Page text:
[code]Command (m for help): p

Disk example-image.img: 21.5 GB, 21474836480 bytes
255 heads, 63 sectors/track, 2610 cylinders, total 41943040 sectors
Units = sectors of 1 * 512 = 512 bytes
Sector size (logical/physical): 512 bytes / 512 bytes
I/O size (minimum/optimal): 512 bytes / 512 bytes
Disk identifier: 0x000664e8

        Device Boot      Start         End      Blocks   Id  System

example-image.img1 * 63 40001849 20000893+ 83 Linux
example-image.img2 40001850 41929649 963900 82 Linux swap / Solaris

Command (m for help): q[/code]except of course saying the 850 MB size, and something like “W95 FAT32” as type, great - the partition table is intact, we should be able to just extract the data off the drive.

If you get a message like:

Device does not contain a recognized partition table. Created a new DOS disklabel with disk identifier 0x8945ee48.on start, or a blank/weird list of partitions in response to the “p” command, not so good, but we can work with it.

Post me what you got from fdisk, and I will help you go further with this - it may take a bit for me to reply, depending on your hours, but I’m glad to for once be useful around here.
Same, of course, if you get any errors.

Good luck!



It’s possible that the BIOS of your old computer used a different drive (CHS, cylinder-head-sector) geometry, and that’s why your Windows 7 computer isn’t detecting the partitions. Or the MBR/partition table might be damaged.

My favorite Linux distro for this sort of work is Grml, although it’s been a while since the stable build was updated.

There’s a nifty Windows tool called OSFMount that can mount raw drive image files (.img, .dd).

You can create the images with the dd command in Linux. If you prefer a Windows based solution, you’ll need a 3rd party tool. One such tool I’ve used in the past is “Disk Explorer for NTFS”. You can download it from here: It’s a 30 day trial version, so most of the data recovery features are disabled, but not the drive imaging part.

To create the image:

  1. Connect your drive via the IDE-to-USB interface.
  2. Run Disk Explorer NTFS and click “File -> Drive” and select your source drive from the list. Make sure you select the drive in the “Physical Drives” list (for example: “2nd hard drive 466GB (HD129 :slight_smile: - WDC …”), and not from the “Logical Drive” list.
  3. Click “Tools -> Create image file…”. A dialog box will open where you can specify the destination image file. Make sure to uncheck “Compressed” and “Multi file” as we don’t want the image to be compressed or split into multiple files. Also, make sure that “Range” says “entire drive”.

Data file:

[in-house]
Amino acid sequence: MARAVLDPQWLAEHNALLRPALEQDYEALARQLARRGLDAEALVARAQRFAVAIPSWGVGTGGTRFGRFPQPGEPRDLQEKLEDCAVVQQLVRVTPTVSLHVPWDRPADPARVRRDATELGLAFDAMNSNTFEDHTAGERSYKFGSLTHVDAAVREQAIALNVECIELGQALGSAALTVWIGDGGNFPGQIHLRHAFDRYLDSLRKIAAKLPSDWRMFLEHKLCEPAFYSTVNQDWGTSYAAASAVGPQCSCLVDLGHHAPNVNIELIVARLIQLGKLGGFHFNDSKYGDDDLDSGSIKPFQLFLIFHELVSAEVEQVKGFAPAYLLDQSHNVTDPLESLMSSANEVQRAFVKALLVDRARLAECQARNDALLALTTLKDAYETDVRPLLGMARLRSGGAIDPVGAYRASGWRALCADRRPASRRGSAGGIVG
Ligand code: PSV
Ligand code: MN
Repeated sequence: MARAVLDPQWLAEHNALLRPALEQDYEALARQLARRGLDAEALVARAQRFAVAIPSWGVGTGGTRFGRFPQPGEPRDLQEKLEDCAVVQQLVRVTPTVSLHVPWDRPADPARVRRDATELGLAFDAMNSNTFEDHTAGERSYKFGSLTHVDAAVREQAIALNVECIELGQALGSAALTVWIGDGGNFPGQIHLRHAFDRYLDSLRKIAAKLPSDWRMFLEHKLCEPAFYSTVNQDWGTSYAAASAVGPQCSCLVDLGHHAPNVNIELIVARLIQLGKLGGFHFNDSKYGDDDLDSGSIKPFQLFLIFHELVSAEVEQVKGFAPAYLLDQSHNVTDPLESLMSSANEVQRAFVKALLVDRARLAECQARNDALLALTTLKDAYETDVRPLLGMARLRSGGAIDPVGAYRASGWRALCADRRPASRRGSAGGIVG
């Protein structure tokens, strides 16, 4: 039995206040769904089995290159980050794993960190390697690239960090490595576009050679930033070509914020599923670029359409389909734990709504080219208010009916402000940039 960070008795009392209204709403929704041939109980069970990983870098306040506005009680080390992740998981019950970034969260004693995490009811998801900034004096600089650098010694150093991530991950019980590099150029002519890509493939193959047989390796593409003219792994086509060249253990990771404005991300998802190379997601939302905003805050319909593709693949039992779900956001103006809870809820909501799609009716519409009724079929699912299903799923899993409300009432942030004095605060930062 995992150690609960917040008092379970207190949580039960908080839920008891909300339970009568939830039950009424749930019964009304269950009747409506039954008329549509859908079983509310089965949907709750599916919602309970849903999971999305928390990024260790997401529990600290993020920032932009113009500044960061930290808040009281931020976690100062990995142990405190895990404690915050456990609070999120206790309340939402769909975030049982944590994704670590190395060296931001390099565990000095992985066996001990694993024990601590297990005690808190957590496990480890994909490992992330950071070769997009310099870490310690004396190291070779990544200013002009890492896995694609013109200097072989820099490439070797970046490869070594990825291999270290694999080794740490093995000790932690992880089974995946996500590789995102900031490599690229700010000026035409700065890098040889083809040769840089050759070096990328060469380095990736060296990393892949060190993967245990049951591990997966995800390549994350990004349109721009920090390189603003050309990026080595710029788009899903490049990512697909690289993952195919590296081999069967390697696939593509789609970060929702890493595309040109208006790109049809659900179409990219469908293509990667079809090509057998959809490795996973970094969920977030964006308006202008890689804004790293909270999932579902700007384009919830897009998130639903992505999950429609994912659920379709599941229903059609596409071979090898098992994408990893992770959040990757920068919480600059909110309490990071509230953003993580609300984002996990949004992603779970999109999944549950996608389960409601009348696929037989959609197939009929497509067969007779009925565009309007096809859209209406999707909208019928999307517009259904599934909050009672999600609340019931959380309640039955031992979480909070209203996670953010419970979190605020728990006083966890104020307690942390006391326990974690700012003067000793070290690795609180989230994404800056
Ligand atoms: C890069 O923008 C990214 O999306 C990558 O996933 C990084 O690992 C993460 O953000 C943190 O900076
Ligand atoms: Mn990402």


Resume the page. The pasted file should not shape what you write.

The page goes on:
When image creation has finished, you can try mounting the image file with OSFMount.

If OSFMount can’t find any partitions in the drive image file, it’s possible that the MBR/partition table has been damaged or it’s because of drive geometry issues. You could try repairing the image with TestDisk. TestDisk is available in many Linux distros, including Grml, but there’s a Windows build available. I recommend making a second copy of the image file before running TestDisk on it.



I kept putting this off for a while, oops. Anyways.

Tried this - Ubuntu gave me an I/O error before getting anywhere with making the image. I’m guessing that’s not good. Didn’t try fdisk or anything else, because a lot of this stuff is completely new to me and I don’t want to wreck the drive by mistake.

I also tried looking into ddrescue based on Google search suggestions, but I couldn’t get it to work or install for some reason.

I burnt a Grml disk and quickly found out that it’s a bit beyond me at the moment, heh.
I also tried looking into both Disk Explorer for NTFS and Disk Explorer for FAT (because hey, why not?) and neither of them got anywhere either - they both gave I/O errors, though I forget the exact wording at the moment.

I’m… guessing I’m pretty much boned now, right…?



I/O errors are not good and that probably means it’s a hardware issue. Could be a buggy or faulty IDE-to-USB interface, but the Windows 95 protection error you mentioned earlier is probably a symptom of the same problem: The drive is failing or has developed bad sectors, and this is causing read (or write) errors.